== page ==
Threat Modelling

With the advancement in technology it becomes easier day by day for the hacker to gain access to sensitive data, disable applications etc. Thus, Application Security has become a major concern. One method used to implement application security in design process is through THREAT MODELLING.

Threats can be anything that can take advantage of a vulnerability to breach security and negatively alter, erase, harm object or objects of interest. Threat Modelling can be done at any stage of development but if done at the beginning it will help in early determination of threats that can be dealt properly.

The purpose of Threat modelling is to identify, communicate, and understand threats and mitigation to the organisation’s stakeholder’s as early as possible. Documentation from this process provide system analyst and defenders with a complete analysis of probable attackers profile, the most likely attack vectors, and the assets most desired by the attacker.

Threat modelling helps to achieve following:

  1. Defines security of application
  2. Identifies and investigates potential threats and vulnerabilities
  3. Results in finding architecture bugs earlier

Development team will be able to implement application security as part of the design process by using threat modelling to identify threats, vulnerabilities and mitigation at design time. There are various threat modelling methodologies available. We will be discussing 8 methodologies:

  1. Strike –
    STRIDE is a methodology developed by Microsoft for threat modelling. It provides a mnemonic for security threats in six categories:

    • Spoofing: An adversary posing as another user, component, or other system that has an identity in the system being modelled.
    • Tampering: The modification of data within the system to achieve a malicious goal.
    • Repudiation: The ability of an adversary to deny performing some malicious activity in absence of sufficient proof.
    • Information Disclosure: The exposure of protected data to a user that is not otherwise allowed access to that data.
    • Denial of Service: Occurs when an adversary uses illegitimate means to assume a trust level than he currently has with different privileges.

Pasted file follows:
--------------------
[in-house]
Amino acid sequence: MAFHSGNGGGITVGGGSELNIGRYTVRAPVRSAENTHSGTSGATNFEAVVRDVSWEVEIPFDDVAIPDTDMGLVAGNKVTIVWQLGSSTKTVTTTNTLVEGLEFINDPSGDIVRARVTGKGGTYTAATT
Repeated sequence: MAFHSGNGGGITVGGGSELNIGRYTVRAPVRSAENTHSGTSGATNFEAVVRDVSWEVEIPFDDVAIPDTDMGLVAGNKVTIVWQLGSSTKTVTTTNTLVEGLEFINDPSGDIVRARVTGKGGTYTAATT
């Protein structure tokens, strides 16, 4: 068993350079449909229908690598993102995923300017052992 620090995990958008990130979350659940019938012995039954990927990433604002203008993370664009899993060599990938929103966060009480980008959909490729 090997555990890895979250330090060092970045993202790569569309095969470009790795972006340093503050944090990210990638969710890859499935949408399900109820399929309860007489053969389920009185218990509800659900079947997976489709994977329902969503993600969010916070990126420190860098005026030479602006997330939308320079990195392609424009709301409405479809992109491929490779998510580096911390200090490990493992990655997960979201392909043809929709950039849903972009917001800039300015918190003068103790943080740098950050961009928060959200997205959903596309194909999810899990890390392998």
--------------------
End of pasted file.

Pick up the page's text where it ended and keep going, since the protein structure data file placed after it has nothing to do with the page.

DFD is the input of this approach and each node of the DFD is applied to the system. Subsequently, the possible number of security threats will be identified, as well as feasible mitigation.

  2. DREAD –
    DREAD was proposed for threat modelling but due to inconsistent ratings it was dropped by Microsoft in 2008. It is currently used by OpenStack and many other corporations. It provides a mnemonic for risk rating security threats using five categories. The categories are:

    1. Damage Potential: ranks the extent of damage that would occur if a vulnerability is exploited.
    2. Reproducibility: ranks how easy it is to reproduce a attack
    3. Exploitability: Assigns a number to the effort required to launch the attack.
    4. Affected Users: A value characterizing how many people will be impacted if an exploit become widely available.
    5. Discoverability: Measures the likelihood how easy it is to discover the threat.

    In DREAD model, the risk can be calculated by taking average of 5 categories:

    Risk = (Damage Potential+Reproducibility
                  +Exploitability+Affected Users
  3. P.A.S.T.A. –
    The Process for Attack Simulation and Threat Analysis (PASTA) is a seven step, risk-centric methodology. The purpose is to provide a dynamic threat identification, enumeration, and scoring process. Upon completion of threat model security subject matter experts develop a detailed analysis of the identified threats. Finally, appropriate security controls can be enumerated. This helps developer to develop a asset-centric mitigation strategy by analyzing attacker-centric view of application.
  4. Trike –
    The focus is in using threat models as risk management tool. Threat models are based on requirement model. The requirements model establishes the stakeholder-defined “acceptable” level of risk assigned to each asset class. Analysis of the requirements model yields a threat model from which threats are identified and assigned risk values. The completed threat model is used to build a risk model on the basis of asset, roles, actions, and calculated risk exposure.
  5. VAST –
    VAST is an acronym for Visual, Agile, and Simple Threat modelling. The methodology provides actionable outputs for the unique needs of various stakeholders like application architects and developers, cyber security personnel etc.. It provides a unique application and infrastructure visualisation scheme such that the creation and use of threat models do not require specific security subject matter expertise.
  6. Attack Tree –
    Attack trees are the conceptual diagram showing how an asset, or target, might be attacked. These are multi-level diagram consisting of one root node, leaves and children nodes. Bottom to Top, child nodes are conditions which must be satisfied to make the direct parent node true. An attack in considered complete when the root is satisfied. Each node may be satisfied only by its direct child nodes.

    Suppose there is 1 grandchild below root node. In such a case multiple steps must be taken to carry out an attack as first the grandchild’s conditions must be satisfied for the direct parent node to be true and then direct parent node condition must be satisfied to make root node true. It also has AND and OR options which represent alternatives and different steps towards achieving that goals.